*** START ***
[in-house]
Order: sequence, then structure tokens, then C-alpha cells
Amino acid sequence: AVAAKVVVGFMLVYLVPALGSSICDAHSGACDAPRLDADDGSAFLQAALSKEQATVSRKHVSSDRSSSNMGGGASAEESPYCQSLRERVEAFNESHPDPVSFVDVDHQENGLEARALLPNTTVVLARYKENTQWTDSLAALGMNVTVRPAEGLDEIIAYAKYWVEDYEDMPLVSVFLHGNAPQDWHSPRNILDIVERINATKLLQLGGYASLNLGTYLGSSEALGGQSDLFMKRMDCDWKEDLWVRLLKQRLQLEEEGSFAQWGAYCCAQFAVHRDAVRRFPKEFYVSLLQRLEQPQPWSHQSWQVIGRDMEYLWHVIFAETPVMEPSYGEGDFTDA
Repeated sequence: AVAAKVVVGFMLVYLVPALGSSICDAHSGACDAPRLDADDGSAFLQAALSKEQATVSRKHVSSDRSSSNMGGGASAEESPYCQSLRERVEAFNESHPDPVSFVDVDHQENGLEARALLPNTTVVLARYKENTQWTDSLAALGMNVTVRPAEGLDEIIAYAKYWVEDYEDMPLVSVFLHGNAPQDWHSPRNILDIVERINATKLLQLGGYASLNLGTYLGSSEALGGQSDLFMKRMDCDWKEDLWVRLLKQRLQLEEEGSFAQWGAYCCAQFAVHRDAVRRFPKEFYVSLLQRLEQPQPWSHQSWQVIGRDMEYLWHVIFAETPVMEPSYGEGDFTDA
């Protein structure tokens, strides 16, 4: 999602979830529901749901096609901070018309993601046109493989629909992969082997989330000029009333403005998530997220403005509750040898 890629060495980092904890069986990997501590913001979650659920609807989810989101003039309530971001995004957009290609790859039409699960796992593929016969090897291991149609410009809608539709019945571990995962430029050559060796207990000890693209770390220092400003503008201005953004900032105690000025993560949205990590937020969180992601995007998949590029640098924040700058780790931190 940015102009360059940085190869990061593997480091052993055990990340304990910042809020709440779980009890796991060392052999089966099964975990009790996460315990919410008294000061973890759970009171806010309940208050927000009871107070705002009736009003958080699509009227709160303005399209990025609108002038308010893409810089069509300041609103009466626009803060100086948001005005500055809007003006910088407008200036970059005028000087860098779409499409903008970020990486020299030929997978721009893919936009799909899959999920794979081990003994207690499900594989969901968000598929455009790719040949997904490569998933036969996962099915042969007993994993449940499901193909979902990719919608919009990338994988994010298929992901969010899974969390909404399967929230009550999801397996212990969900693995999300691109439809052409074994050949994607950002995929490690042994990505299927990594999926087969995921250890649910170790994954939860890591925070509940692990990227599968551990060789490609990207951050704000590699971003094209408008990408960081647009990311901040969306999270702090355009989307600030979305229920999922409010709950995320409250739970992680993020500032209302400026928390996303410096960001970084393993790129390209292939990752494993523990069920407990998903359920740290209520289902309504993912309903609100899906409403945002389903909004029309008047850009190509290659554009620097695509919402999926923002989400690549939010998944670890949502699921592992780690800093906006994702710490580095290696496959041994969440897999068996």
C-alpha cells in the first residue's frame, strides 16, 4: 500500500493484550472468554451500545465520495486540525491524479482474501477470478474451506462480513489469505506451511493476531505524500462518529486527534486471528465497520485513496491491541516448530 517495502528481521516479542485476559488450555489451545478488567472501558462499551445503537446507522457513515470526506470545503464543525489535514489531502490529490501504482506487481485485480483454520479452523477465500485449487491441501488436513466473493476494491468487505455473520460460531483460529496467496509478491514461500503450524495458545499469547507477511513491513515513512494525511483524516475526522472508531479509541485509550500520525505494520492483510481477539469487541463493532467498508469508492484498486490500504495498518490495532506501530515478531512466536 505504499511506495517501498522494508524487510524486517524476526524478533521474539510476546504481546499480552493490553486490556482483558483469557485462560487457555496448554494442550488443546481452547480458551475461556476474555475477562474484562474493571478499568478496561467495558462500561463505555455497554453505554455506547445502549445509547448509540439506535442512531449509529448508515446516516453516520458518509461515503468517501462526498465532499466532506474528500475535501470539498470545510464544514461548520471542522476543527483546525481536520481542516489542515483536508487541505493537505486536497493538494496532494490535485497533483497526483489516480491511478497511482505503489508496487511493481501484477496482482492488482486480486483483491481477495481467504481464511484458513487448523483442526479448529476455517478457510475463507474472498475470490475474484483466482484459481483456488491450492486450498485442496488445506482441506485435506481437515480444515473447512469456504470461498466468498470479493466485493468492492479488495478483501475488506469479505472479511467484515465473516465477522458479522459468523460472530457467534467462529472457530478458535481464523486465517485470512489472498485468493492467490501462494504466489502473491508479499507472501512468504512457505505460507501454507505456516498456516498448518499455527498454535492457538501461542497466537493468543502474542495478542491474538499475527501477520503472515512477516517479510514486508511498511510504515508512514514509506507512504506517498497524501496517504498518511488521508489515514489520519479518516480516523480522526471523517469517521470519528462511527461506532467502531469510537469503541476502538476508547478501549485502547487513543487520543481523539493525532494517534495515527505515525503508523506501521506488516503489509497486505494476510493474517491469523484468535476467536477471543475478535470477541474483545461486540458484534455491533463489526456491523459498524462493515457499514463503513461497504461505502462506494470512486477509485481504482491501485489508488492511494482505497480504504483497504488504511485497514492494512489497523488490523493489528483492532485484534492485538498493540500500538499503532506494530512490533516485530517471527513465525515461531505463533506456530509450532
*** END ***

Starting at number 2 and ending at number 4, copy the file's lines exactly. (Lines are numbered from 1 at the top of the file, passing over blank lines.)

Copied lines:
Order: sequence, then structure tokens, then C-alpha cells
Amino acid sequence: AVAAKVVVGFMLVYLVPALGSSICDAHSGACDAPRLDADDGSAFLQAALSKEQATVSRKHVSSDRSSSNMGGGASAEESPYCQSLRERVEAFNESHPDPVSFVDVDHQENGLEARALLPNTTVVLARYKENTQWTDSLAALGMNVTVRPAEGLDEIIAYAKYWVEDYEDMPLVSVFLHGNAPQDWHSPRNILDIVERINATKLLQLGGYASLNLGTYLGSSEALGGQSDLFMKRMDCDWKEDLWVRLLKQRLQLEEEGSFAQWGAYCCAQFAVHRDAVRRFPKEFYVSLLQRLEQPQPWSHQSWQVIGRDMEYLWHVIFAETPVMEPSYGEGDFTDA
Repeated sequence: AVAAKVVVGFMLVYLVPALGSSICDAHSGACDAPRLDADDGSAFLQAALSKEQATVSRKHVSSDRSSSNMGGGASAEESPYCQSLRERVEAFNESHPDPVSFVDVDHQENGLEARALLPNTTVVLARYKENTQWTDSLAALGMNVTVRPAEGLDEIIAYAKYWVEDYEDMPLVSVFLHGNAPQDWHSPRNILDIVERINATKLLQLGGYASLNLGTYLGSSEALGGQSDLFMKRMDCDWKEDLWVRLLKQRLQLEEEGSFAQWGAYCCAQFAVHRDAVRRFPKEFYVSLLQRLEQPQPWSHQSWQVIGRDMEYLWHVIFAETPVMEPSYGEGDFTDA